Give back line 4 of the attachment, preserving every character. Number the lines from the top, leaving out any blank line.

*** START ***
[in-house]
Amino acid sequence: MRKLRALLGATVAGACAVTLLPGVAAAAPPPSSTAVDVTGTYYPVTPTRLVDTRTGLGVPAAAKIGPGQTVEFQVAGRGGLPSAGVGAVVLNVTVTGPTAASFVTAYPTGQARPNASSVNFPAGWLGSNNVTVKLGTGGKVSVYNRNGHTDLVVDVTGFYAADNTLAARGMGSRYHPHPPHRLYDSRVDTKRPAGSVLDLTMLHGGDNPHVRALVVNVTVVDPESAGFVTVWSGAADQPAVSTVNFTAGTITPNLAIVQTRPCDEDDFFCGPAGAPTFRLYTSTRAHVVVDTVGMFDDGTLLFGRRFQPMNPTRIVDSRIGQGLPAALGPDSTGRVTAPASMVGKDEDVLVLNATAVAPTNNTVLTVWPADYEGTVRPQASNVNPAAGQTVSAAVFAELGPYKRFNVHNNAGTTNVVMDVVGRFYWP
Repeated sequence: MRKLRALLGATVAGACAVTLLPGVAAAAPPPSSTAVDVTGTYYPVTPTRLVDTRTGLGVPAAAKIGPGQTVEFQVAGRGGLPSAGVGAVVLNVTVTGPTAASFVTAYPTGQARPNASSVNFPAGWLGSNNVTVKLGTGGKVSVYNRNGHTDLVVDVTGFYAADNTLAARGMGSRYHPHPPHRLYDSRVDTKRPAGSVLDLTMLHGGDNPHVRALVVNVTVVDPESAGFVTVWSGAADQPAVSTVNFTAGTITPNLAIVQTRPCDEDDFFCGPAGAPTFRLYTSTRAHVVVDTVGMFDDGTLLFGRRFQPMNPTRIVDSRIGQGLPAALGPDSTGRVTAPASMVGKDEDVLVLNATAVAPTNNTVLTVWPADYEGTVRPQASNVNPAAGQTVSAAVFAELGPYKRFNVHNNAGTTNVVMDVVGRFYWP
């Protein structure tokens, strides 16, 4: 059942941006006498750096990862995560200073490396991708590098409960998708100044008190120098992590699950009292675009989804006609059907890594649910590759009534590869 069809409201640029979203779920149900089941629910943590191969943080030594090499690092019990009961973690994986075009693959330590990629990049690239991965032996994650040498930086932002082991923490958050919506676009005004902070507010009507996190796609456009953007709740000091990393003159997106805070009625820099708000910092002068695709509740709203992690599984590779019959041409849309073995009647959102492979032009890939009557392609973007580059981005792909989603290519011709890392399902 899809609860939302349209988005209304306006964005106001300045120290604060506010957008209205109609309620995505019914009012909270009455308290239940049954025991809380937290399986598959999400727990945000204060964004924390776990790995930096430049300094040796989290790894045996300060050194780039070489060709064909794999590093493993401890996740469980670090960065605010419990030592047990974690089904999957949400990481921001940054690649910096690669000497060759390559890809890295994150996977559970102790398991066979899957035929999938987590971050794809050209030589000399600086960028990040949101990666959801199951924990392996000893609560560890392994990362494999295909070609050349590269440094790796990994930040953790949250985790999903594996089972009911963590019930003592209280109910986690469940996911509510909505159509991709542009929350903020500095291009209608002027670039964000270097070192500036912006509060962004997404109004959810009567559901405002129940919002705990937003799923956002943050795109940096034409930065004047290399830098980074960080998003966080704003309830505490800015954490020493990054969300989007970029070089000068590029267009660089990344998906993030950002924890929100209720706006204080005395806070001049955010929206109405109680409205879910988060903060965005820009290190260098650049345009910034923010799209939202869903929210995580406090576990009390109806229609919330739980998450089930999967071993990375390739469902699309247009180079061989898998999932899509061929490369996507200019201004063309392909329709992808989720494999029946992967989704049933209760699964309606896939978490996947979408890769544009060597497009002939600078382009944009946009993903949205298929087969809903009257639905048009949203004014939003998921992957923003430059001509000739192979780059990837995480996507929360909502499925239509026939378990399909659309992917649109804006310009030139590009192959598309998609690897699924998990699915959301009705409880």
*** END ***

């Protein structure tokens, strides 16, 4: 059942941006006498750096990862995560200073490396991708590098409960998708100044008190120098992590699950009292675009989804006609059907890594649910590759009534590869 069809409201640029979203779920149900089941629910943590191969943080030594090499690092019990009961973690994986075009693959330590990629990049690239991965032996994650040498930086932002082991923490958050919506676009005004902070507010009507996190796609456009953007709740000091990393003159997106805070009625820099708000910092002068695709509740709203992690599984590779019959041409849309073995009647959102492979032009890939009557392609973007580059981005792909989603290519011709890392399902 899809609860939302349209988005209304306006964005106001300045120290604060506010957008209205109609309620995505019914009012909270009455308290239940049954025991809380937290399986598959999400727990945000204060964004924390776990790995930096430049300094040796989290790894045996300060050194780039070489060709064909794999590093493993401890996740469980670090960065605010419990030592047990974690089904999957949400990481921001940054690649910096690669000497060759390559890809890295994150996977559970102790398991066979899957035929999938987590971050794809050209030589000399600086960028990040949101990666959801199951924990392996000893609560560890392994990362494999295909070609050349590269440094790796990994930040953790949250985790999903594996089972009911963590019930003592209280109910986690469940996911509510909505159509991709542009929350903020500095291009209608002027670039964000270097070192500036912006509060962004997404109004959810009567559901405002129940919002705990937003799923956002943050795109940096034409930065004047290399830098980074960080998003966080704003309830505490800015954490020493990054969300989007970029070089000068590029267009660089990344998906993030950002924890929100209720706006204080005395806070001049955010929206109405109680409205879910988060903060965005820009290190260098650049345009910034923010799209939202869903929210995580406090576990009390109806229609919330739980998450089930999967071993990375390739469902699309247009180079061989898998999932899509061929490369996507200019201004063309392909329709992808989720494999029946992967989704049933209760699964309606896939978490996947979408890769544009060597497009002939600078382009944009946009993903949205298929087969809903009257639905048009949203004014939003998921992957923003430059001509000739192979780059990837995480996507929360909502499925239509026939378990399909659309992917649109804006310009030139590009192959598309998609690897699924998990699915959301009705409880």